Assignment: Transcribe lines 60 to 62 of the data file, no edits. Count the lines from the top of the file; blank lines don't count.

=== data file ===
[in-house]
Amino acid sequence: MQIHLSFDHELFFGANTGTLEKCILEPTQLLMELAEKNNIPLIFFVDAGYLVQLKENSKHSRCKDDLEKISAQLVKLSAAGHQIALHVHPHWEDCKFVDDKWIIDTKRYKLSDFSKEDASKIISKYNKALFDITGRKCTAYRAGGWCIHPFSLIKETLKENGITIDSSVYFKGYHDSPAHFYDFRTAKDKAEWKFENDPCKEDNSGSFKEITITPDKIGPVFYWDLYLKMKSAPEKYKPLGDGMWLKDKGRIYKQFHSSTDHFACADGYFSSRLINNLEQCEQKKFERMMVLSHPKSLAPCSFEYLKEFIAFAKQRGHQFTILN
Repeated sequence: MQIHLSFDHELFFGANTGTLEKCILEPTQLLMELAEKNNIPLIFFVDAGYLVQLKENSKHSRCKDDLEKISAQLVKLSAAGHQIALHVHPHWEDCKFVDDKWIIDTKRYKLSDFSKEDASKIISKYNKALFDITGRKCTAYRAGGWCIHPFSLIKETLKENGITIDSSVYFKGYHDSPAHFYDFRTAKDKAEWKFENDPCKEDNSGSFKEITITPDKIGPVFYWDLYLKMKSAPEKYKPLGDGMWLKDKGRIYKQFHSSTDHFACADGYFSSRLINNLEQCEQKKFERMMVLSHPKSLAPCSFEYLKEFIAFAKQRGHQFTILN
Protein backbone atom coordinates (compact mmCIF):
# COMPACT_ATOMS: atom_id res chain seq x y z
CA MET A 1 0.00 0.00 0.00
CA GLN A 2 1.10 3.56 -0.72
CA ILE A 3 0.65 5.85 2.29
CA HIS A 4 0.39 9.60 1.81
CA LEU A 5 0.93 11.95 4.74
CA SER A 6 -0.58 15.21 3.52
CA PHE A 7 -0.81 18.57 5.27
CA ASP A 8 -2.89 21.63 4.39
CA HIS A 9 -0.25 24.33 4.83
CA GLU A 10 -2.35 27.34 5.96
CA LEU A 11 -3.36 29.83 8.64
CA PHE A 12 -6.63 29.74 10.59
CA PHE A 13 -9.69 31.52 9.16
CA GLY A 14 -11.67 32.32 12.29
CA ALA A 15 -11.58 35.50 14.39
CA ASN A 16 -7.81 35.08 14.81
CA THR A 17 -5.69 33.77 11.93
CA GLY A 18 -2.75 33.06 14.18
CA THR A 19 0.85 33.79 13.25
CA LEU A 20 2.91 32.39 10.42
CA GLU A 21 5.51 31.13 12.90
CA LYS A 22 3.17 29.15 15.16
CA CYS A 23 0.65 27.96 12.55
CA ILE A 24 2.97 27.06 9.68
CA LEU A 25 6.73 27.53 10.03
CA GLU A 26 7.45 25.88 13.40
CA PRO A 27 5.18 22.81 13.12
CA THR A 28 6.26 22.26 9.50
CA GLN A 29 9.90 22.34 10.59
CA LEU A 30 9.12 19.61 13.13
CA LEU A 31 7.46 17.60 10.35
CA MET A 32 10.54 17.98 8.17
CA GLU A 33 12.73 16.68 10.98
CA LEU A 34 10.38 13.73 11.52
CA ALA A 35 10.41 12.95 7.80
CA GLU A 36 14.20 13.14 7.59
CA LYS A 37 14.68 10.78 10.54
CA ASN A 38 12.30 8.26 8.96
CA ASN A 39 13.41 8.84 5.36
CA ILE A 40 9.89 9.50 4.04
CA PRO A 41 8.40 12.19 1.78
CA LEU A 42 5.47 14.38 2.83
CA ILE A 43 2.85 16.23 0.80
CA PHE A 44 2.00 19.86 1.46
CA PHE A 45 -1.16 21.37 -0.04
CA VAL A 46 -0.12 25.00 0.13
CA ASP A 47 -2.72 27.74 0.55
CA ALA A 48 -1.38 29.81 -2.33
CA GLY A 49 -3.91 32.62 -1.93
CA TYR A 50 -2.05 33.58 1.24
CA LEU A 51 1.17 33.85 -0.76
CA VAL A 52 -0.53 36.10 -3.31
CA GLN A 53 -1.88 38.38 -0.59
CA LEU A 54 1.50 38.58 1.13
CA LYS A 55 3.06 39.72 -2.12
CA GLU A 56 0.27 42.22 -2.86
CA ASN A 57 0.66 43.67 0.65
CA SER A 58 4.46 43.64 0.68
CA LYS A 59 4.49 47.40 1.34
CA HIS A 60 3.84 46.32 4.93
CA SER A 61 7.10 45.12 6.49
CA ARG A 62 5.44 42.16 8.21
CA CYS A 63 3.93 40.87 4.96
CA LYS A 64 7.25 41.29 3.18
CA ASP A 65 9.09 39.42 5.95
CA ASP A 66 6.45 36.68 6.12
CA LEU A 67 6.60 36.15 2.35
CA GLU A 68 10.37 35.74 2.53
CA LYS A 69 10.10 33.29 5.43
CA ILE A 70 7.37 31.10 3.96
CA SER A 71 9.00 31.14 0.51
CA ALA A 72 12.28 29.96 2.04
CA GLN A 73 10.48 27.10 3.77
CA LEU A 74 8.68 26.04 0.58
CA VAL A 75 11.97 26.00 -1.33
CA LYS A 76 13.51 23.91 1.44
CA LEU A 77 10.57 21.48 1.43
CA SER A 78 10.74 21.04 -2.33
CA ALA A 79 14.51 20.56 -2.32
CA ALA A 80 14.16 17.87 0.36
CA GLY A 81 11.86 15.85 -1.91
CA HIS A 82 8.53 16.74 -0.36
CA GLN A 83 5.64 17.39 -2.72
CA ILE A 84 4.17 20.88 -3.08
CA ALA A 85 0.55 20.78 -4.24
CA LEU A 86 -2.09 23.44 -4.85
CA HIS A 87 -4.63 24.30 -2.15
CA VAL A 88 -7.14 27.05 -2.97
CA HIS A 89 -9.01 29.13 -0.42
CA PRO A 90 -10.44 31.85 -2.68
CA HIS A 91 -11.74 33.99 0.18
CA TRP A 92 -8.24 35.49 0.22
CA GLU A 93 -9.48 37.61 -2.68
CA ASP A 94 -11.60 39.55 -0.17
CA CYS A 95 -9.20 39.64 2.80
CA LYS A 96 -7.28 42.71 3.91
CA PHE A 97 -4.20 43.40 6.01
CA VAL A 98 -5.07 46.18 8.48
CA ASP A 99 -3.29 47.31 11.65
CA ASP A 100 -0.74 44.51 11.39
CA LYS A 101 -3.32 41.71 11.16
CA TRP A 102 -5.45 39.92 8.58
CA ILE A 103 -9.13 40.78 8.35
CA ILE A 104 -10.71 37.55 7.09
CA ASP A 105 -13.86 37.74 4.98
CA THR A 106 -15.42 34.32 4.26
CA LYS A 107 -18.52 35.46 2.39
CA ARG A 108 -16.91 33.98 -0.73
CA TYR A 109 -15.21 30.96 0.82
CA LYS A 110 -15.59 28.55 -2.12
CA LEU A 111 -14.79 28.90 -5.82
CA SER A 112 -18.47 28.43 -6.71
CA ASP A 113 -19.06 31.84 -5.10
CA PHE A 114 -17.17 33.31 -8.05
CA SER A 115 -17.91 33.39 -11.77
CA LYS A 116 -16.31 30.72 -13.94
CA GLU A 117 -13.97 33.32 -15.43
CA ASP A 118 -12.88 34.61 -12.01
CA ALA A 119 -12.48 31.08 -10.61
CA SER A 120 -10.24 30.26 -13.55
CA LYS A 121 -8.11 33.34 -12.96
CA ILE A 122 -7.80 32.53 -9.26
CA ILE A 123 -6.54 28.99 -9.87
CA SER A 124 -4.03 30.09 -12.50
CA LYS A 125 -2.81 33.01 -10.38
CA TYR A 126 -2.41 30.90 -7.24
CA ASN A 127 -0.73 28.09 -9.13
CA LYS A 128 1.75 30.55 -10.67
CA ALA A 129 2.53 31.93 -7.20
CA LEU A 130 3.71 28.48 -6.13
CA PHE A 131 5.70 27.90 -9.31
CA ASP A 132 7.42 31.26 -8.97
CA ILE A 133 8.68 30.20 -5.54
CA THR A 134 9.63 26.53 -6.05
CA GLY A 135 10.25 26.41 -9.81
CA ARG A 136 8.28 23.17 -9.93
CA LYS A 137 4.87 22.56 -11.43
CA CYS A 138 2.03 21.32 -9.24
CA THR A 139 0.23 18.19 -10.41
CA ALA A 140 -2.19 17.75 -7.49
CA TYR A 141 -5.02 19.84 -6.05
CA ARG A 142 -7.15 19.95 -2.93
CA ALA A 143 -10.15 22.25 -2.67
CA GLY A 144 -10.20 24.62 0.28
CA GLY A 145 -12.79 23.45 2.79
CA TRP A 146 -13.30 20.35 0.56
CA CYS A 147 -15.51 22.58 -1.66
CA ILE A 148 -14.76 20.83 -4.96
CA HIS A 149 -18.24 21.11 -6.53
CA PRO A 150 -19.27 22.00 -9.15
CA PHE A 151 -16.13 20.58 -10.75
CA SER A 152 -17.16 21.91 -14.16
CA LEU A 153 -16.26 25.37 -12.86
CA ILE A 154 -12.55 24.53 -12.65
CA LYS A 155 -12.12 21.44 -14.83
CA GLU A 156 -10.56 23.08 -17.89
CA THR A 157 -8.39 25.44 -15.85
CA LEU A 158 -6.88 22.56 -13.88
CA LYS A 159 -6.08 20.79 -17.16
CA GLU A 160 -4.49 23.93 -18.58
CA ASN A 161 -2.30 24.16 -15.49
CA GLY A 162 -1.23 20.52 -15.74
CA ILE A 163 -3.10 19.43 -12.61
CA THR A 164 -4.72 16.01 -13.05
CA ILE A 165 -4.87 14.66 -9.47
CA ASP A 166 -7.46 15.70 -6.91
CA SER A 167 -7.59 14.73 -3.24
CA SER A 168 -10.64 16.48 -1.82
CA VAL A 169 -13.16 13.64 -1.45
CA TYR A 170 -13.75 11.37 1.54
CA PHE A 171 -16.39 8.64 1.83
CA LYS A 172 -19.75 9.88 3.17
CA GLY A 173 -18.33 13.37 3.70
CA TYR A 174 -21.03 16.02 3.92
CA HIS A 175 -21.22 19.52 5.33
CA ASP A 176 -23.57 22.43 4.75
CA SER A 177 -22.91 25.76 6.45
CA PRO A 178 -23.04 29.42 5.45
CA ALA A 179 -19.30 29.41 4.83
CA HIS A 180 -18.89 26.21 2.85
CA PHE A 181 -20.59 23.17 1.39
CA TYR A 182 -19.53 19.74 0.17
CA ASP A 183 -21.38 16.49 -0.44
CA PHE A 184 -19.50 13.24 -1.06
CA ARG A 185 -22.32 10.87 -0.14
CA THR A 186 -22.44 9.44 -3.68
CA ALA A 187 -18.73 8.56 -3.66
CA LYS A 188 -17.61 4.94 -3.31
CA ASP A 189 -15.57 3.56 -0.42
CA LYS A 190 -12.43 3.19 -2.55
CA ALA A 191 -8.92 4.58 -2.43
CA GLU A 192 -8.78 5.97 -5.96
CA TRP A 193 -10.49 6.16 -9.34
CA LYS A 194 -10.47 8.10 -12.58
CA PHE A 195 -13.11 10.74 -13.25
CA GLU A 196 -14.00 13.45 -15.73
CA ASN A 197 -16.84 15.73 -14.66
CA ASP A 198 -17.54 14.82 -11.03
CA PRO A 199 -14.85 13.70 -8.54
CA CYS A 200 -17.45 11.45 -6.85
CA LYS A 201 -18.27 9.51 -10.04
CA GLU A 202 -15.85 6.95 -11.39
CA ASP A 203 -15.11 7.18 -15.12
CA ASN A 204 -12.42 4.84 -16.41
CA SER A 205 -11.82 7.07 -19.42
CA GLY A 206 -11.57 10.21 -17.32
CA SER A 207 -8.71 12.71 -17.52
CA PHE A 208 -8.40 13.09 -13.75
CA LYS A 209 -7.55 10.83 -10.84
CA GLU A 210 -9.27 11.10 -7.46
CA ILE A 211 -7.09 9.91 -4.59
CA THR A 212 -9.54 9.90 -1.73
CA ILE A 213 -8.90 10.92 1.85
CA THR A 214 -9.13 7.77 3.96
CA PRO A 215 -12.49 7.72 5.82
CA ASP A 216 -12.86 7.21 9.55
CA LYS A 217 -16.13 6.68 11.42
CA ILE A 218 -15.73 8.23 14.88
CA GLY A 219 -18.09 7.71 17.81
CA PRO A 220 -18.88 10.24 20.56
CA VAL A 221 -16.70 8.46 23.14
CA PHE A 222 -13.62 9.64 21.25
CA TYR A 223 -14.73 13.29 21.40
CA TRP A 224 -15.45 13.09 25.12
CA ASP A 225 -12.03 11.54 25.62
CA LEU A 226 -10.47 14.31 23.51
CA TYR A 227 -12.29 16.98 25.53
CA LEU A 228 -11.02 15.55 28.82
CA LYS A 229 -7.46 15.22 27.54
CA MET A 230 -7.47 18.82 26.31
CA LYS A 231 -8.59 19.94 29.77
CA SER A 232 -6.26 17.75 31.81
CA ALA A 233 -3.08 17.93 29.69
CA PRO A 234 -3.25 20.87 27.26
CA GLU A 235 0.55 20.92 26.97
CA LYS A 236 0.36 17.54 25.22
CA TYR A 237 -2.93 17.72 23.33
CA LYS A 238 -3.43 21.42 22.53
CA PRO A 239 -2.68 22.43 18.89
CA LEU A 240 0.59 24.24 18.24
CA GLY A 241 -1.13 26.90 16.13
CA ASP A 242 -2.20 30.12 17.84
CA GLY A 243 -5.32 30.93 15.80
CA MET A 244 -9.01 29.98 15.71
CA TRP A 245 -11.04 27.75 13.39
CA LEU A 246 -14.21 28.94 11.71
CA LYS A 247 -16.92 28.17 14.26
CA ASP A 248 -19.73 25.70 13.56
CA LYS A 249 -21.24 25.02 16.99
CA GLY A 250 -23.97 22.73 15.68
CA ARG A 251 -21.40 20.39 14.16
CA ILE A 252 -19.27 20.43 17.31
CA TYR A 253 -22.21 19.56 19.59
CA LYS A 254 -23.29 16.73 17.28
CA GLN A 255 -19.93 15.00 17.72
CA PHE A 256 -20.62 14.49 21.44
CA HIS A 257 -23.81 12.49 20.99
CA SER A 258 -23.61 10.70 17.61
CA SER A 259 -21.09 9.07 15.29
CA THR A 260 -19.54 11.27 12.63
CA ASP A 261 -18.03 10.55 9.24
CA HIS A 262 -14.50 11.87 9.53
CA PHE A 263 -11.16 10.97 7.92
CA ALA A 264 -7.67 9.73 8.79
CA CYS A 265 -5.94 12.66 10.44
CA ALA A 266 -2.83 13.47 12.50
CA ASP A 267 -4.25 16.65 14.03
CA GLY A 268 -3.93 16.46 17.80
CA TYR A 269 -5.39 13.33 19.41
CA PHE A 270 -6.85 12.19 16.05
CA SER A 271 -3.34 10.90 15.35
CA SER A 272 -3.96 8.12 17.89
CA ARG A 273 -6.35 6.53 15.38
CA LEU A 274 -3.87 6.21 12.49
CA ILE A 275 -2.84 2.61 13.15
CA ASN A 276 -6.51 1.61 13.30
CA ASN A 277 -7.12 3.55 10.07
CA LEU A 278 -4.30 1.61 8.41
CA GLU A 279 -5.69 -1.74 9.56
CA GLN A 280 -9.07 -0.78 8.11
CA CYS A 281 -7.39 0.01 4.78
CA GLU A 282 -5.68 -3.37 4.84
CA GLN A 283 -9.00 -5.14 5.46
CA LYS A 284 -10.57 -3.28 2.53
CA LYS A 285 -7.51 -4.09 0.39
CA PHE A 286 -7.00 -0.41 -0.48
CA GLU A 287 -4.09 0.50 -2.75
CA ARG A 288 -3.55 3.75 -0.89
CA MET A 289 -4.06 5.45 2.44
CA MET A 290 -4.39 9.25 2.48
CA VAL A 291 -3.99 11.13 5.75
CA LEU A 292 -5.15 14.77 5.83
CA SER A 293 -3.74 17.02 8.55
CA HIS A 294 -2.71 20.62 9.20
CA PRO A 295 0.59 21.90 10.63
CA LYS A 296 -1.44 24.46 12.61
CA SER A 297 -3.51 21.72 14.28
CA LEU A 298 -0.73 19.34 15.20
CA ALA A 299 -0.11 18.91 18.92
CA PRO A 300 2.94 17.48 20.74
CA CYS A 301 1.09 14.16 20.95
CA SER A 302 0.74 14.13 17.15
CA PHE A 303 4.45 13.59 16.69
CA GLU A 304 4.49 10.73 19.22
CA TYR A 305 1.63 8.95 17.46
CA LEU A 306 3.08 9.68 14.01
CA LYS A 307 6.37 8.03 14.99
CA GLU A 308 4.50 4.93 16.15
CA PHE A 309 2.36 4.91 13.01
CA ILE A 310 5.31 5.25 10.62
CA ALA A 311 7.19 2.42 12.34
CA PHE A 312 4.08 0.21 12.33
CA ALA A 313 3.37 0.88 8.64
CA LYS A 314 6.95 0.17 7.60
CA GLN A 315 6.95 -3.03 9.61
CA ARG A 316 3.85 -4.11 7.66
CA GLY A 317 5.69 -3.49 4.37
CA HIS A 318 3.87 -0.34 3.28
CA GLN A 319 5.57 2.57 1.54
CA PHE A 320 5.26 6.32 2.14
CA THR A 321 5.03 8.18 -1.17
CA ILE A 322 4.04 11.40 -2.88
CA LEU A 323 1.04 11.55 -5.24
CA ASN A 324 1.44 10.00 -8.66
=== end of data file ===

CA LYS A 55 3.06 39.72 -2.12
CA GLU A 56 0.27 42.22 -2.86
CA ASN A 57 0.66 43.67 0.65